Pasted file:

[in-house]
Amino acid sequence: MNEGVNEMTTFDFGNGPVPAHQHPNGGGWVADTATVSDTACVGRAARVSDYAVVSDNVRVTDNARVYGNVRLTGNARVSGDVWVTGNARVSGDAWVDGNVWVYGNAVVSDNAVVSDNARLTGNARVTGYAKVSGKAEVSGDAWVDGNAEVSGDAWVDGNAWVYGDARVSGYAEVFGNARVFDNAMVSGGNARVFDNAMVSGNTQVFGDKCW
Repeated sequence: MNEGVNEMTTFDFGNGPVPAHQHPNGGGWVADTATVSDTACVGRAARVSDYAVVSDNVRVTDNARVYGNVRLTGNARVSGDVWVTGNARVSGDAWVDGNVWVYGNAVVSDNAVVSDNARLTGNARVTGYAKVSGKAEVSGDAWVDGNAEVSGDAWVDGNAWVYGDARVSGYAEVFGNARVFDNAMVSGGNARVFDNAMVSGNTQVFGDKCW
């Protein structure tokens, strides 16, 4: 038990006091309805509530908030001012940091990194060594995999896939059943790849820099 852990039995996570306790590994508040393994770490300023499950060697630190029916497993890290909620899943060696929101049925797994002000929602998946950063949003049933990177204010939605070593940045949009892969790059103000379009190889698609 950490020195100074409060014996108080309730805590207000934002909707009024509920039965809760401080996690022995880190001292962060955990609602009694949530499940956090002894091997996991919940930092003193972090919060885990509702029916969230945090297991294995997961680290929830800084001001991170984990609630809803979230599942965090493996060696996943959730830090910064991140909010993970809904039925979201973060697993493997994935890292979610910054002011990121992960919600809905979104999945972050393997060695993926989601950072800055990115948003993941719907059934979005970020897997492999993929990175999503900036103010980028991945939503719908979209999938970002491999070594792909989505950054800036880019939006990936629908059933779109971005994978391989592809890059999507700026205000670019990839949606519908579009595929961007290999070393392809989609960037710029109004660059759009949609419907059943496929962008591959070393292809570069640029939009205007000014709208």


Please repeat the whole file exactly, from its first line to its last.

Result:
[in-house]
Amino acid sequence: MNEGVNEMTTFDFGNGPVPAHQHPNGGGWVADTATVSDTACVGRAARVSDYAVVSDNVRVTDNARVYGNVRLTGNARVSGDVWVTGNARVSGDAWVDGNVWVYGNAVVSDNAVVSDNARLTGNARVTGYAKVSGKAEVSGDAWVDGNAEVSGDAWVDGNAWVYGDARVSGYAEVFGNARVFDNAMVSGGNARVFDNAMVSGNTQVFGDKCW
Repeated sequence: MNEGVNEMTTFDFGNGPVPAHQHPNGGGWVADTATVSDTACVGRAARVSDYAVVSDNVRVTDNARVYGNVRLTGNARVSGDVWVTGNARVSGDAWVDGNVWVYGNAVVSDNAVVSDNARLTGNARVTGYAKVSGKAEVSGDAWVDGNAEVSGDAWVDGNAWVYGDARVSGYAEVFGNARVFDNAMVSGGNARVFDNAMVSGNTQVFGDKCW
């Protein structure tokens, strides 16, 4: 038990006091309805509530908030001012940091990194060594995999896939059943790849820099 852990039995996570306790590994508040393994770490300023499950060697630190029916497993890290909620899943060696929101049925797994002000929602998946950063949003049933990177204010939605070593940045949009892969790059103000379009190889698609 950490020195100074409060014996108080309730805590207000934002909707009024509920039965809760401080996690022995880190001292962060955990609602009694949530499940956090002894091997996991919940930092003193972090919060885990509702029916969230945090297991294995997961680290929830800084001001991170984990609630809803979230599942965090493996060696996943959730830090910064991140909010993970809904039925979201973060697993493997994935890292979610910054002011990121992960919600809905979104999945972050393997060695993926989601950072800055990115948003993941719907059934979005970020897997492999993929990175999503900036103010980028991945939503719908979209999938970002491999070594792909989505950054800036880019939006990936629908059933779109971005994978391989592809890059999507700026205000670019990839949606519908579009595929961007290999070393392809989609960037710029109004660059759009949609419907059943496929962008591959070393292809570069640029939009205007000014709208």